The outlet manifold 40 can support the tubes 23 at lower ends thereof. The outlet manifold 40 can in turn be supported by structural members (not shown) on either side of the ammonia synthesis reactors 22, 24. It is desirable to orient the reactor tubes transversely, e.g. perpendicularly, with respect to the flow of the exhaust gas 18 through the exhaust duct 16 to maximize heat transfer coefficients and improve temperature differences between the syngas and the exhaust gas.

FIG. 3 is a schematic for an ammonia plant 100 incorporating secondary ammonia synthesis 105 integrated with a primary ammonia synthesis loop 110. The primary ammonia loop 110 includes syngas compression 122, primary ammonia synthesis 124, ammonia condensation and purification 126, ammonia recovery 128, and hydrogen recovery 130, all of which are generally well known in the art. Briefly, a makeup syngas stream 132 of nitrogen and hydrogen has a purity from about 95 to 100 volume percent, typically from 97.5 to 99.5 volume percent. Compression 122 supplies the makeup syngas 132 and recirculated syngas 138 at a suitable pressure for ammonia synthesis. Syngas stream 140 is directed to primary ammonia synthesis 124, and ammonia-rich product gas 142 flows to unit 126 for nearly isobaric stagewise refrigeration and condensation. Ammonia-lean syngas vapor 138 is recirculated to compression 122 as previously mentioned, and a slipstream 144 of the ammonia-lean syngas vapor is diverted to high-pressure ammonia recovery 128 to separate water vapor and noncondensable gases. Condensate formed in equilibrium with the recycle vapor 138 can be used as makeup refrigerant in the condensation/purification unit 126. The refrigerant cyclically condenses and flashes through a plurality of stages (not shown) within condensation/purification 126, yielding a purified ammonia stream 146, in a manner well known in the art.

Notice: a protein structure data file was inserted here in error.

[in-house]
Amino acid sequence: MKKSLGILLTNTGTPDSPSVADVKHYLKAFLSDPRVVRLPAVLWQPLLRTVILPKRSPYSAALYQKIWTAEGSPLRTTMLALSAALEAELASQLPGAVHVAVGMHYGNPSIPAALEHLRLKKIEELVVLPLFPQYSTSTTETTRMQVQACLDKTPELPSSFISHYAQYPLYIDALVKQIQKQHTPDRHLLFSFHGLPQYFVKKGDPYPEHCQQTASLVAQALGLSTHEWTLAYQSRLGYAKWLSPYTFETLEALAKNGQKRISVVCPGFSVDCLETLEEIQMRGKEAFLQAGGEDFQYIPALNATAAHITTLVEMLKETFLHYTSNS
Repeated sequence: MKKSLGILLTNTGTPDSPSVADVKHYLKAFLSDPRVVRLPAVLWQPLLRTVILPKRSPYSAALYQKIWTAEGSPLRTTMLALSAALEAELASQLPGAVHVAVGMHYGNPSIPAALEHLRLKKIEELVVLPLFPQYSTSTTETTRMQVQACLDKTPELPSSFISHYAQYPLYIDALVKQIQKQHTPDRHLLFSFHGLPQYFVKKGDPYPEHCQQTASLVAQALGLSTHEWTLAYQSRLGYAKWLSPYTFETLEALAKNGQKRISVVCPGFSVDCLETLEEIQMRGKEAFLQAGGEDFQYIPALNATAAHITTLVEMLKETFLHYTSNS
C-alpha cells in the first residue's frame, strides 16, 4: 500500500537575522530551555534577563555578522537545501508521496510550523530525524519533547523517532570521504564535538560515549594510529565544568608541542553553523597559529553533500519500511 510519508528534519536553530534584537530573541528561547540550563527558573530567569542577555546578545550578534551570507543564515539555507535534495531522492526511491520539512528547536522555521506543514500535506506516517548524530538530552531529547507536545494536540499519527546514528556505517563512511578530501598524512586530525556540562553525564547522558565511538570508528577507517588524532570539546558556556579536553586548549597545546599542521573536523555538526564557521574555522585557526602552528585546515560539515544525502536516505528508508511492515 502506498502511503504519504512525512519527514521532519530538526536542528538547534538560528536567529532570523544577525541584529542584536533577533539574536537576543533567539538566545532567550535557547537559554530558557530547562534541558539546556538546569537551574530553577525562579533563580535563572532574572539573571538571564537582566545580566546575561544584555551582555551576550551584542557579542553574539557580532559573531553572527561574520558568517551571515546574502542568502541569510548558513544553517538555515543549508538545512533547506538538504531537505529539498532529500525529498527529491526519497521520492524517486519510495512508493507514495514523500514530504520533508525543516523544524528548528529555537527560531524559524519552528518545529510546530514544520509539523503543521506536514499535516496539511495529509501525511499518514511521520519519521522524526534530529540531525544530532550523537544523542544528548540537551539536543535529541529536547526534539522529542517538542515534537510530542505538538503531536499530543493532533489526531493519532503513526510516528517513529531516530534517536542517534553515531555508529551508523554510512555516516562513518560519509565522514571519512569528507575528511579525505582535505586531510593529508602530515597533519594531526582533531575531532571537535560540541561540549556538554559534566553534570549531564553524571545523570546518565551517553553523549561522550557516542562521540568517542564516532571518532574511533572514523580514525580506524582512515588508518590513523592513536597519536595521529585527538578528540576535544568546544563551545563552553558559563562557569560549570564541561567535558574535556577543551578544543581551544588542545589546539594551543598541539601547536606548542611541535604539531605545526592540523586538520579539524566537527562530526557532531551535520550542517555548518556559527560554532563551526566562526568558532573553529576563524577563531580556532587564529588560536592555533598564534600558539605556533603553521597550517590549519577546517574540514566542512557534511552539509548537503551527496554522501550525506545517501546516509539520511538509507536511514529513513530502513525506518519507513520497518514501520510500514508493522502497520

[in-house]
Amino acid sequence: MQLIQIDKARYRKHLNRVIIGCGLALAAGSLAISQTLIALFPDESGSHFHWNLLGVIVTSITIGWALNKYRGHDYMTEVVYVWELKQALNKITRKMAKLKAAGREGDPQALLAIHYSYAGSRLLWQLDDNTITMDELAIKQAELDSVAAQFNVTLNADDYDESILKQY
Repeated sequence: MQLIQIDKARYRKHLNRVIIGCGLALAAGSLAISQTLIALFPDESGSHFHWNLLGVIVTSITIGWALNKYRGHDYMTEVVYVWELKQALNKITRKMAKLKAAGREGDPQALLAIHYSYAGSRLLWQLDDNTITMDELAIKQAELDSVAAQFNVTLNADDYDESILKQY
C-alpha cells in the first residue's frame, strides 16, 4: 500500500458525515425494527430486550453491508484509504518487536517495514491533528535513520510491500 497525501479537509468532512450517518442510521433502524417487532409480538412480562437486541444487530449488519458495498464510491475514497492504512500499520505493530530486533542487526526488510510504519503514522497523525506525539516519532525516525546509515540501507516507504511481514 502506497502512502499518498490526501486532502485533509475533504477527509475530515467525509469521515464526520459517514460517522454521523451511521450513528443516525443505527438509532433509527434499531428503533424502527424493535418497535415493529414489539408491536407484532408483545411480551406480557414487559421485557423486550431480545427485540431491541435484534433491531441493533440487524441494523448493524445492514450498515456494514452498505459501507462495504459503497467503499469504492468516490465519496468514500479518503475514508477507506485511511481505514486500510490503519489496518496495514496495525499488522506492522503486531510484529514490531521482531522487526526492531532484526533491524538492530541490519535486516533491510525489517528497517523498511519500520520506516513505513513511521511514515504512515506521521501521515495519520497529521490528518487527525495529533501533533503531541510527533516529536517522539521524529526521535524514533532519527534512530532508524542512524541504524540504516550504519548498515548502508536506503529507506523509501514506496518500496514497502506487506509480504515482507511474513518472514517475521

A slipstream 148 of partially purified ammonia refrigerant is diverted to ammonia recovery 128 for use as makeup liquid to ammonia distillation. A flashed refrigerant slip stream 150 comprising low-pressure ammonia plus noncondensable gases and other vapor from the refrigeration can be diverted to ammonia recovery 128 to separate water vapor and noncondensable gases. Ammonia recovery 128 returns an upgraded, low-pressure ammonia vapor stream 152 to the refrigeration subsystem. Ammonia recovery 128 produces a low-pressure waste gas stream 154, typically at a low mass flow rate of about 0.1 to 0.5 percent of the mass flow rate of makeup syngas 132.

A high-pressure purge gas stream 156 is taken from ammonia purification 128 to remove inert gases such as argon, carbon dioxide, and methane that accumulate in the primary synthesis loop. A portion 157 of the purge gas 156 is sent to conventional hydrogen recovery 130. The hydrogen is recovered as low-pressure hydrogen stream 134 and high-pressure hydrogen stream 136 that can be recycled with the syngas to compression 122 and ammonia synthesis 124. Waste gas comprising primarily nitrogen, plus argon, carbon dioxide, and methane in minor proportions flows through line 158 and together with waste gas stream 154 to stream 160.